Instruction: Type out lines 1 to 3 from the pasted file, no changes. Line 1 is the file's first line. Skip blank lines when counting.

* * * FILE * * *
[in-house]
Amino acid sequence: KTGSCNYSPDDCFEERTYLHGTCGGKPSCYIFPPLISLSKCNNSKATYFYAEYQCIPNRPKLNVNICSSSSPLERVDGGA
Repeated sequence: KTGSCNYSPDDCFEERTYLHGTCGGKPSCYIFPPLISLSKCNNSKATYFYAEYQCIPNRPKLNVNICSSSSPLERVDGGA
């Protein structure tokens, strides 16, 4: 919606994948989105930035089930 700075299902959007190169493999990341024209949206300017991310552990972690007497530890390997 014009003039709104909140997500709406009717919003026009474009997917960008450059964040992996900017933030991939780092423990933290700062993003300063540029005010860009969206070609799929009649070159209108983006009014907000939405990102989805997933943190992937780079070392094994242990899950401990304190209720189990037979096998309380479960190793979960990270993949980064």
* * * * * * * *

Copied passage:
[in-house]
Amino acid sequence: KTGSCNYSPDDCFEERTYLHGTCGGKPSCYIFPPLISLSKCNNSKATYFYAEYQCIPNRPKLNVNICSSSSPLERVDGGA
Repeated sequence: KTGSCNYSPDDCFEERTYLHGTCGGKPSCYIFPPLISLSKCNNSKATYFYAEYQCIPNRPKLNVNICSSSSPLERVDGGA